Wednesday, October 3, 2018

Supremes take up case of endangered frog -- Oct. 4, 2018 column


By MARSHA MERCER

As the Brett Kavanaugh saga played out, it was reassuring to see the Supreme Court at work and focused on, of all things, the fate of a frog.

This was not the Celebrated Jumping Frog of Calaveras County made famous by Mark Twain but the endangered dusky gopher frog, now found only in Mississippi. The frog gets its name from the gopher tortoise holes where the mature frog lives.

The first oral argument of the court term Monday weighed the federal government’s responsibility to protect critical habitat of an endangered species under the Endangered Species Act against the rights of landowners. 

Historically the dusky gopher frog (Rana sevosa) lived in Louisiana but was last seen there in the mid-1960s. It was declared endangered in 2001, and the U.S. Fish and Wildlife Service designated 1,544 acres in St. Tammany Parish in Louisiana as critical habitat in 2012.

The property has ephemeral or temporary ponds where the frog could breed, making the land necessary as a Plan B should efforts to save the frog in Mississippi fail, the government said.

But the land is a commercial tree farm, leased to Weyerhaeuser Co., and thickly planted in loblolly pines. Gone are the canopy of longleaf pines and the grassy understory the frog needs, but the government says the land is “restorable with reasonable effort.” 

The landowners, who want to develop the parcel, say the critical habitat designation has cost them $34 million. After six years of legal battles, the case, Weyerhaeuser Co. v. U.S. Fish and Wildlife Service, landed in the Supreme Court.

It’s risky to draw conclusions from questions at oral arguments, but three of the four conservative justices seemed sympathetic to the landowners who want the government to butt out. Justice Clarence Thomas, as usual, asked no questions. The four liberals seemed sympathetic to saving the frog.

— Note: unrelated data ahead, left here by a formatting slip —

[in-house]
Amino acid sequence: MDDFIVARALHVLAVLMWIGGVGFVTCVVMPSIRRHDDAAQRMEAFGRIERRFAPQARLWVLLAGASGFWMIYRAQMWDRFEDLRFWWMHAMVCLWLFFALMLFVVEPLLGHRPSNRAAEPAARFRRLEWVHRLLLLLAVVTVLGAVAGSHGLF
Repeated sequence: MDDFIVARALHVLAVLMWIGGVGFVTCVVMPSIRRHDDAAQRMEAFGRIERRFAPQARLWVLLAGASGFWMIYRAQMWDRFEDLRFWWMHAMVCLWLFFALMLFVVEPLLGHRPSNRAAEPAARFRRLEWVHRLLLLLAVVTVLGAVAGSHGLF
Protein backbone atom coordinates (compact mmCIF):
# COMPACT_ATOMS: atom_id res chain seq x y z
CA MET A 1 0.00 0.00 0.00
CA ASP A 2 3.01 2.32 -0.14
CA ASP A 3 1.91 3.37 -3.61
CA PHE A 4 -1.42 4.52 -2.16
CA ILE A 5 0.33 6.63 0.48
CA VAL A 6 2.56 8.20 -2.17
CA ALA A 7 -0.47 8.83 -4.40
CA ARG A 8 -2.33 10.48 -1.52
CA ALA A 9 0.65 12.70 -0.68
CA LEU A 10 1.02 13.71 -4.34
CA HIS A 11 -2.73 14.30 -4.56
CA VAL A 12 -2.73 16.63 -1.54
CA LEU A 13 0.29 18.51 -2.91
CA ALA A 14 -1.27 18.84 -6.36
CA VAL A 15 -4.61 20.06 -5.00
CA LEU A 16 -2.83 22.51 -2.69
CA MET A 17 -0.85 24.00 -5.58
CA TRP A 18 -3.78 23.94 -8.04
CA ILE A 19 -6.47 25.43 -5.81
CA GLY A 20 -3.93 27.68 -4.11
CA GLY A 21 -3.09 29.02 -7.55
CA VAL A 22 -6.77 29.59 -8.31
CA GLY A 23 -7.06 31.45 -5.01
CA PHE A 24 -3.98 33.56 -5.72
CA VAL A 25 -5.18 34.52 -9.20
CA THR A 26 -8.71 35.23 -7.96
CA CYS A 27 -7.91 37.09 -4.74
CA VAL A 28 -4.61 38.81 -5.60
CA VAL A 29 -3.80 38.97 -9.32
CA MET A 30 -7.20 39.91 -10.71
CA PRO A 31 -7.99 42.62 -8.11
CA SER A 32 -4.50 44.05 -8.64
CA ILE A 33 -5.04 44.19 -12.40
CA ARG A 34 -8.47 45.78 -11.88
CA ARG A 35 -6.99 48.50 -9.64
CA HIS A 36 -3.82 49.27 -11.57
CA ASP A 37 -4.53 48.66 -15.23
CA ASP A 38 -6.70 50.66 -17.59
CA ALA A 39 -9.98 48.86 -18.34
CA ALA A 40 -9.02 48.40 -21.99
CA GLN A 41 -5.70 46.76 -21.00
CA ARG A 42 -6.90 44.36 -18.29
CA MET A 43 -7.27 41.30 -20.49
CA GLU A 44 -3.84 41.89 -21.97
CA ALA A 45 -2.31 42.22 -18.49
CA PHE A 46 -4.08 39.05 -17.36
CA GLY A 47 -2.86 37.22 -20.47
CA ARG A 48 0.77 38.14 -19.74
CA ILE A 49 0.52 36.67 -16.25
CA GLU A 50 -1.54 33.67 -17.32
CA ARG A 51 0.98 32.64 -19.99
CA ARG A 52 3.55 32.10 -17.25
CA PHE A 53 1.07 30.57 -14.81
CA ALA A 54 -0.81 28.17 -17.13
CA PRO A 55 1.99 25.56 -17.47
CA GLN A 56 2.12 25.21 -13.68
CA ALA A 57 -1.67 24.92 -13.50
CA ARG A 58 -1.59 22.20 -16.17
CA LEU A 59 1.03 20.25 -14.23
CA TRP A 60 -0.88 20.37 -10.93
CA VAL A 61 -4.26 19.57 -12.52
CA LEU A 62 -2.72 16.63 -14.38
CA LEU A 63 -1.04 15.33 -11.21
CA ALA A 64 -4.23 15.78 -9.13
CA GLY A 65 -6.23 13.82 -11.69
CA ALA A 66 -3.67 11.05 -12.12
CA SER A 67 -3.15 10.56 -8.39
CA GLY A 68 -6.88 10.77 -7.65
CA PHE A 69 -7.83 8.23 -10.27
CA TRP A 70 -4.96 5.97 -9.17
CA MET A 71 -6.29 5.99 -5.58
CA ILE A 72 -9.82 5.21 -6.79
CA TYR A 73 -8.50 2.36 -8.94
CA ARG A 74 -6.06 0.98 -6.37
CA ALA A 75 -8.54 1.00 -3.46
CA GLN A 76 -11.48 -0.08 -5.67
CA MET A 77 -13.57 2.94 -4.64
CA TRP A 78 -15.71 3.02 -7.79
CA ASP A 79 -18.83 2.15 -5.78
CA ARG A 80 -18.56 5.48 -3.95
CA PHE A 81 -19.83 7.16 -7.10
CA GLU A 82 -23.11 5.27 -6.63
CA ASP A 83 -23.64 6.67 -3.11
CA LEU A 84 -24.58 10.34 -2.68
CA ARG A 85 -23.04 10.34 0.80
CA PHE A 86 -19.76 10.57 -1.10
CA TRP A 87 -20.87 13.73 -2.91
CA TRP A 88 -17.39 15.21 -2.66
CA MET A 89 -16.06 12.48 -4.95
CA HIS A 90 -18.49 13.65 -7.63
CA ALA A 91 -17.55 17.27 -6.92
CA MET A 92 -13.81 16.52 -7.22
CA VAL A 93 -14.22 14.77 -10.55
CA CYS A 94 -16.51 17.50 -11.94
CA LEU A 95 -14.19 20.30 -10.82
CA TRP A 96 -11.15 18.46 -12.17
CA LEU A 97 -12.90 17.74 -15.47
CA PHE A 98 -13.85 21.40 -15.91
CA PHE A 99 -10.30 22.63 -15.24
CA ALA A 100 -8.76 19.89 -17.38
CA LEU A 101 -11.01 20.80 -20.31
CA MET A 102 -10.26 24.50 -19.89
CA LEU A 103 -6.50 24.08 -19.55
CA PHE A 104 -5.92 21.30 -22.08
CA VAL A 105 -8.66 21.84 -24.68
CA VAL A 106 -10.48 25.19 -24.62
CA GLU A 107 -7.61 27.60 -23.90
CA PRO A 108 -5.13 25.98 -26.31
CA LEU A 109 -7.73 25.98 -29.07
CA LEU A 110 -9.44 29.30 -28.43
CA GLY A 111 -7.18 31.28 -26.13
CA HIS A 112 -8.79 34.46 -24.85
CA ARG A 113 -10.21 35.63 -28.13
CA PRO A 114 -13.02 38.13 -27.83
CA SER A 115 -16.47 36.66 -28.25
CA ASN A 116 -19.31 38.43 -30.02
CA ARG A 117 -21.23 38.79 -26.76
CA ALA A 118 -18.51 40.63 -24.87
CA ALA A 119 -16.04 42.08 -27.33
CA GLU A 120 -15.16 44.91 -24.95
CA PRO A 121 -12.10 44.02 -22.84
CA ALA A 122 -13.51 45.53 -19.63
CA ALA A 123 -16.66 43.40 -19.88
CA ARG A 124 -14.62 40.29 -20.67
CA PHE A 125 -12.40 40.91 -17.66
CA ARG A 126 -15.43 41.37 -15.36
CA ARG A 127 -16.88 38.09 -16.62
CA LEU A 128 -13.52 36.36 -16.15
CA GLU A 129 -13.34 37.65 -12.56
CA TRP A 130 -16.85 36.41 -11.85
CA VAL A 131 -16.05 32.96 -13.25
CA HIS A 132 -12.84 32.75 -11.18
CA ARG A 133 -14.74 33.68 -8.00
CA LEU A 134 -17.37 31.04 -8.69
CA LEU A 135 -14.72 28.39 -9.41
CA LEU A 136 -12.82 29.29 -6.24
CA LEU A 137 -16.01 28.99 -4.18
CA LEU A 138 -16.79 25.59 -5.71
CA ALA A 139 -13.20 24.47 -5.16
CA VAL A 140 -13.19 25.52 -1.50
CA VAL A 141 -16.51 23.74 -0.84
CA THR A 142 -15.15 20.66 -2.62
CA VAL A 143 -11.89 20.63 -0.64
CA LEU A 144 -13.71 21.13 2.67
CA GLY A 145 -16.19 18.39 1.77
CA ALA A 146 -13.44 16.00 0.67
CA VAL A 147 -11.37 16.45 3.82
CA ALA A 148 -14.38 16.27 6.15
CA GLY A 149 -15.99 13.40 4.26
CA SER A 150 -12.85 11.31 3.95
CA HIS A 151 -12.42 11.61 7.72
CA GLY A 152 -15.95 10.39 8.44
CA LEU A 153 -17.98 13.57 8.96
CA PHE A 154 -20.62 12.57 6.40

But, Lisa Heinzerling, law professor at Georgetown University Law Center, wrote in her analysis on Scotusblog.com: “It was not even clear whether the justices were puzzling mainly over whether the Louisiana parcel was `essential’ to the conservation of the frog or over whether it was `habitat’ at all. The case seems more complicated after today’s argument than it seemed before.”

The frog case came to the court as the Endangered Species Act is under assault from President Trump and House Republicans.

The administration has proposed three changes in how federal agencies implement the act. In a letter Sept. 24, three professional organizations – the American Society of Mammalogists, Society for Conservation Biology North America and American Ornithological Society wrote:  

“We strongly believe that if these three proposals are enacted, they will severely weaken protections for endangered and threatened species and, counterproductively, could result in more extinctions of plants and animals in the United States.”

House Republicans are pushing a package of bills they say will “modernize” the act but which environmentalists say will ruin it.

The bills “undermine key provisions of the Endangered Species Act and result in increased harm to protected species and their habitat,” Robert G. Dreher of Defenders of Wildlife told a Sept. 26 hearing of the House Committee on Natural Resources. 

He called the package “a prescription for extinction.”

But many Republicans, especially those from Western states, view the act and other environmental laws as impediments to development.

When his committee approved the bills, House Natural Resources Chairman Rob Bishop, R-Utah, said “these bills honor our heritage, lighten regulatory burdens for communities, increase transparency, and strengthen relationships between states and the federal government. Ultimately, these bills aim to bolster our country’s natural resources.”

The frog case reflects the importance of the swing seat held for decades by Justice Anthony Kennedy. If the court splits four-four, the 5th Circuit Court of Appeals decision in favor of the Fish and Wildlife Service’s support for the frog would stand. 

But once the ninth justice is confirmed, the court could order new oral arguments. Conservative Kavanaugh likely would be the swing vote.

And that is why those who care about a little frog may be breathing a bit more easily -- but only for now.

©2018 Marsha Mercer. All rights reserved.
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